Christ the King Sunday

by Crossings

Luke 23:33-43
Christ the King Sunday
Analysis by Bruce T. Martin

33When they came to the place that is called The Skull, they crucified Jesus there with the criminals, one on his right and one on his left. 34Then Jesus said, “Father, forgive them; for they know not what they are doing.” And they cast lots to divide his clothing. 35And the people stood by, watching; but the leaders scoffed at him, saying, “He saved others; let him save himself if he is the Messiah of God, his chosen one!” 36The soldiers also mocked him, coming up and offering him sour wine, 37and saying, “If you are the King of the Jews, save yourself!” 38There was also an inscription over him, “This is the King of the Jews.” 39One of the criminals who were hanged there kept deriding him and saying, “Are you not the Messiah? Save yourself and us!” 40But the other rebuked him, saying, “Do you not fear God, since you are under the same sentence of condemnation? 41And we indeed have been condemned justly, for we are getting what we dese rve for our deeds, but this man has done nothing wrong.” 42Then he said, “Jesus, remember me when you come into your kingdom.” 43He replied, “Truly I tell you, today you will be with me in Paradise.”

DIAGNOSIS: We Know Not What We Are Doing, Nor What God Is Doing

Step 1: Initial Diagnosis (External Problem) : Crucify Him!
According to the “inscription over him” (the Titulus Crucis), Jesus of Nazareth was charged with being, or claiming to be, “King of the Jews” (v. 38). For this he was crucified (“with the criminals,” v. 33). Pilate could not tolerate any threat to the Pax Romana. Nor could the Sanhedrin tolerate any threat to their own mediation of sacred tradition. As for the people, failure was not an option. Therefore Jesus had to go.

Step 2: Advanced Diagnosis (Internal Problem) : Not My King, Not My Messiah!
Jesus himself demurred (22:66-71; 23:3, 9). Not from being a king or a messiah, but from every expectation of a king or a messiah (9:18-36; 22:24-30). Neither Romans nor Jews could comprehend Jesus’ servant kingship or his forgiving messiahship. Such a king and such a messiah was simply unbelievable because political and spiritual leaders were chasing after their own self-serving imaginations. And Jesus resisted them all. They could not know that their criminality with each other was rooted in sin before God. How, then, could they trust that a failed king or a failed messiah could be their savior?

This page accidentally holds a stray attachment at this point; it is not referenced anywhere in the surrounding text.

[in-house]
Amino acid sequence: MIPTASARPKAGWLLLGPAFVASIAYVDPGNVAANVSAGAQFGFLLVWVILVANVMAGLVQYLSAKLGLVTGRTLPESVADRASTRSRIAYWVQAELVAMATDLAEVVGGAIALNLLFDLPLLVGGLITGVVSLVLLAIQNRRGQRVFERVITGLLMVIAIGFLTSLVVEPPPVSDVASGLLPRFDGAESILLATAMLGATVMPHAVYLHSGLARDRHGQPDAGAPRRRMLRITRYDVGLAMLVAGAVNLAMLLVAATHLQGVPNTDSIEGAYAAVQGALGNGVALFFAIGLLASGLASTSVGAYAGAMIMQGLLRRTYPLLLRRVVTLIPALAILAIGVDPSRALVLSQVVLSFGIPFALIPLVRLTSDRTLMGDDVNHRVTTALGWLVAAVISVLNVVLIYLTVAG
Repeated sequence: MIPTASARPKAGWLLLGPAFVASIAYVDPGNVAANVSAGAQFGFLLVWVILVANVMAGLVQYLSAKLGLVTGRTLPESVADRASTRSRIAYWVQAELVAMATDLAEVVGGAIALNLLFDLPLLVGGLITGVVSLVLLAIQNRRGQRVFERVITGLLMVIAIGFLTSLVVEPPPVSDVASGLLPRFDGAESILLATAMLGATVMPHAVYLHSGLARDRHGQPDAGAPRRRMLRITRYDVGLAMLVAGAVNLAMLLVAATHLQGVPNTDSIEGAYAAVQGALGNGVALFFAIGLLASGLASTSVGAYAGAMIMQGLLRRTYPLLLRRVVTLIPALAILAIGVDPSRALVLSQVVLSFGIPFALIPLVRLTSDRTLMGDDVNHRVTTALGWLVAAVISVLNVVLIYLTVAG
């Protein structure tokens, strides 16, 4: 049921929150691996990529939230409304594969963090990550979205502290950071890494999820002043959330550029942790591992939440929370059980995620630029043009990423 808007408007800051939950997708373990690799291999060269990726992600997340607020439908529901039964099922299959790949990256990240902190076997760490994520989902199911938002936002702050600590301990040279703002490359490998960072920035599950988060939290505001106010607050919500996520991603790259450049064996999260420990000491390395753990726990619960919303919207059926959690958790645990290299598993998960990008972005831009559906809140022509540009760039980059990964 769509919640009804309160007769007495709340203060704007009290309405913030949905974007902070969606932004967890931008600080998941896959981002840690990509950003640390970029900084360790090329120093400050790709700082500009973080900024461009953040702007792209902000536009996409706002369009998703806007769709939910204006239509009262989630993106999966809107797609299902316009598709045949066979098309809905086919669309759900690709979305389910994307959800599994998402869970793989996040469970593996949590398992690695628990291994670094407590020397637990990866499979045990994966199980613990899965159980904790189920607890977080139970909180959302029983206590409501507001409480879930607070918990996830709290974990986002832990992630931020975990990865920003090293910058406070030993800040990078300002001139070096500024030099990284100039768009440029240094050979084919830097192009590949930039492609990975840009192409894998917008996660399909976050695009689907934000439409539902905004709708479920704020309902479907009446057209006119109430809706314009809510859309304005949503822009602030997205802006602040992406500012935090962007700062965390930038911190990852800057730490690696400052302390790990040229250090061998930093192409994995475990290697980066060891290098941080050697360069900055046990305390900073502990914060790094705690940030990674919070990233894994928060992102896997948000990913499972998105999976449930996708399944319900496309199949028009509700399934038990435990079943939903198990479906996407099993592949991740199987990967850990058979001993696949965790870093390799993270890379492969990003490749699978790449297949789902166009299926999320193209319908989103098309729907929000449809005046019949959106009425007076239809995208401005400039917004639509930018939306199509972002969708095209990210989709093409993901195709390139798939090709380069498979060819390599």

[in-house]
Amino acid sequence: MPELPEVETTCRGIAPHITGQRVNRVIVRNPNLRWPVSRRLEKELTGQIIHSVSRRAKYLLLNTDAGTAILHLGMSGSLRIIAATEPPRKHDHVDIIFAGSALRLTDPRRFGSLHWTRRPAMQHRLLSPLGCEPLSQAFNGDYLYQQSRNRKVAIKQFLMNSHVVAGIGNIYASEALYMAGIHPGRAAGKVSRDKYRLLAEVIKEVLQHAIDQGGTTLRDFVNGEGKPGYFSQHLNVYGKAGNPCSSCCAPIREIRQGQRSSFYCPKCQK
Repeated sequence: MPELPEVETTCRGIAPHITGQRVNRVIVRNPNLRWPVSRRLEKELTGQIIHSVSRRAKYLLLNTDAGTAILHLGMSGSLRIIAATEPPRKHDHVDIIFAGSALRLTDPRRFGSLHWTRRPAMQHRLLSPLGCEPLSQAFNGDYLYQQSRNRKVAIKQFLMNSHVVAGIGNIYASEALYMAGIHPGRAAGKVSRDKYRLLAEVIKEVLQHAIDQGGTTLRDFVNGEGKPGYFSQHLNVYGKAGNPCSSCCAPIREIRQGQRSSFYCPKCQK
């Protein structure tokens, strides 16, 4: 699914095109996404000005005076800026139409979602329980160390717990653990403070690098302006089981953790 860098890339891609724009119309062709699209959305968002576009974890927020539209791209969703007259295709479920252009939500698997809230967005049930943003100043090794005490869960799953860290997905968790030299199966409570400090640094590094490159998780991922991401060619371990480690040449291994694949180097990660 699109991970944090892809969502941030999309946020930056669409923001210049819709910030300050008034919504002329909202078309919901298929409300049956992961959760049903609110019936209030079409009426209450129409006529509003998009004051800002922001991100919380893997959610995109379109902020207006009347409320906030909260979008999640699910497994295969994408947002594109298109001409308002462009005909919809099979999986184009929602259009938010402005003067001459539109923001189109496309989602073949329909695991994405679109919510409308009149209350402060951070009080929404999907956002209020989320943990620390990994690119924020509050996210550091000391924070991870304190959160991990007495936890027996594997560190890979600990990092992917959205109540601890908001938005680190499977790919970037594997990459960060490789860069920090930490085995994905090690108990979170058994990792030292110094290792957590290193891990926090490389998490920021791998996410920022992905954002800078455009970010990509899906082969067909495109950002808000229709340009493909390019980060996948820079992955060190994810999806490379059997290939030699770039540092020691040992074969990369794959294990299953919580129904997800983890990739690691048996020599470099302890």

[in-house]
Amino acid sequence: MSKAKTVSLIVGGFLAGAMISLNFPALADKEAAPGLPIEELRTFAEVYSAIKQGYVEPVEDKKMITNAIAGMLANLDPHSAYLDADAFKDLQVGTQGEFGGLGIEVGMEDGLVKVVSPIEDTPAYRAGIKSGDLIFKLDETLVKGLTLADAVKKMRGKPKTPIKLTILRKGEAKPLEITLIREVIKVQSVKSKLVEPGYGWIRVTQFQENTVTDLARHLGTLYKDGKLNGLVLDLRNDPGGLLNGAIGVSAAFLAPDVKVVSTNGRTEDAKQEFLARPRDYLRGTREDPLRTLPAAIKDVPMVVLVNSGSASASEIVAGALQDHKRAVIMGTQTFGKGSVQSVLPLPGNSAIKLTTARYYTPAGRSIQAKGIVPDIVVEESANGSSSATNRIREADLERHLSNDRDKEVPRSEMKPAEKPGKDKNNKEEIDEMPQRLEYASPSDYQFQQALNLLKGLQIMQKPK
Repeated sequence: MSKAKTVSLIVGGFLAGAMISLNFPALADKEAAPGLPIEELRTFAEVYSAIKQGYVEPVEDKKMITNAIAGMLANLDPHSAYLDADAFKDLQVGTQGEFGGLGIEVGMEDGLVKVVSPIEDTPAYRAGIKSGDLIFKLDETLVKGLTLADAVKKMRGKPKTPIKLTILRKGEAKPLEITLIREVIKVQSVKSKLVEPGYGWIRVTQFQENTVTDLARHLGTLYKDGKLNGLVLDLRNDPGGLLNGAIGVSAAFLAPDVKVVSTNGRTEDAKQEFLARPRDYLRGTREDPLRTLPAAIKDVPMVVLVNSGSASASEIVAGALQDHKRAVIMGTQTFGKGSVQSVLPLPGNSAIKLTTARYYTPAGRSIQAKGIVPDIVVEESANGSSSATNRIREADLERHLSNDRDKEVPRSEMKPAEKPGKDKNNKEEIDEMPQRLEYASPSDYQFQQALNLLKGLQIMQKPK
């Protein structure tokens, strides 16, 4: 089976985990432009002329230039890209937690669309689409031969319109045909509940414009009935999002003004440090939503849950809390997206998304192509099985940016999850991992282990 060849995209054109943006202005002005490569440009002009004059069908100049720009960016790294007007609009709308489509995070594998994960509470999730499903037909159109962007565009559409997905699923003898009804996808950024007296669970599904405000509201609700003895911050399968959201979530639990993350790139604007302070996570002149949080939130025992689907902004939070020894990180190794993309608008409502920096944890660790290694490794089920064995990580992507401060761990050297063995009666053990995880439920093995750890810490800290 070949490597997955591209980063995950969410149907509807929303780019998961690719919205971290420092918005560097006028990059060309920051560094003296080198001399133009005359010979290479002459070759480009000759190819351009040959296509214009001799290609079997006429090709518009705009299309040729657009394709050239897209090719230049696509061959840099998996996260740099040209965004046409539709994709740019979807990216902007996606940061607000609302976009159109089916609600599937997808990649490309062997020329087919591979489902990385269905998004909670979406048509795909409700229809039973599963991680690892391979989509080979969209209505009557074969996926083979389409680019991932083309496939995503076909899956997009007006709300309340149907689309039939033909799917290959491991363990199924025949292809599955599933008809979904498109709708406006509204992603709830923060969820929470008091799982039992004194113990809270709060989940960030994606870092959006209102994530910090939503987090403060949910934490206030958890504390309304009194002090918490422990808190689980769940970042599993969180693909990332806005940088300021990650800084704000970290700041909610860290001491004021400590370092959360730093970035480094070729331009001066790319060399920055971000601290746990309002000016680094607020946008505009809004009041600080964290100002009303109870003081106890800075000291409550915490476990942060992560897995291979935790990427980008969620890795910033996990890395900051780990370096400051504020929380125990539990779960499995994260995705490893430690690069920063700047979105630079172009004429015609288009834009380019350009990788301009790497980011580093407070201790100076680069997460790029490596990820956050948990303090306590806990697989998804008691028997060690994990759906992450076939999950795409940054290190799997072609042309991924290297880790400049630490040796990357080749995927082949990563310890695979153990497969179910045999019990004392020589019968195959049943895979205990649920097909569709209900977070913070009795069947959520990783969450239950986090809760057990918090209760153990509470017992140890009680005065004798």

Step 3: Final Diagnosis (Eternal Problem) : Condemned!
They crucified God’s chosen One; and thus they remained without a Savior. Although we, too, find ourselves with many kings and perhaps even a few messiahs, we find ourselves trapped in a circle of self trust; and thus unable to trust in God’s chosen One. Entrapped in sin, we are condemned to our own sin-begotten choices–the end of which is death.

PROGNOSIS: Now We See What God Is Doing, and Know What to Do

Step 4: Initial Prognosis (Eternal Solution) : God’s Messiah
From the perspective of Jesus’ resurrection, his death interprets and fulfills his life. Jesus of Nazareth, King of the Jews, put aside all self-serving kings and messiahs for the sake of our far deeper need: release from our entrapment in sin. As God’s Messiah, Jesus demonstrates through his death that only trust in God has any future (23:44-46). For, in Jesus, all of God’s promises are concluded (24:25-26, 44-49), with the result that we now have “peace” (24:36) with God.

Step 5: Advanced Prognosis (Internal Solution) : Our Savior
Consequently, trust in ourselves proves to be a dead-end. Everything we once knew about God and ourselves has been over-turned and re-evaluated in the light of Jesus’ resurrection. By the power of God (24:49) our ultimate trust is now in Jesus; and thus also in the One who raised him from the dead. Over against sin and its temporal powers, our future in Paradise has been secured (23:43). Faith in Christ is God’s power to bring his promises to bear on the present.

Step 6: Final Prognosis (External Solution) : Servanthood in the Kingdom of God
That Jesus Christ (the Messiah), “King of the Jews,” was crucified “with the criminals” (v. 33), even asking his Father to “forgive” his killers (v. 34), indicates his freedom to love us as our servant king. Like Jesus, we are free to love our enemies based on the security we have in our Father’s love. That is, our freedom in Christ is a work of faith, not merely to bypass worldly justice (which is our due), but to bring Christ’s own love (which is his kingly service) into the lives of our worldly enemies. In this way, the kingdom of God stakes its claim upon the world.


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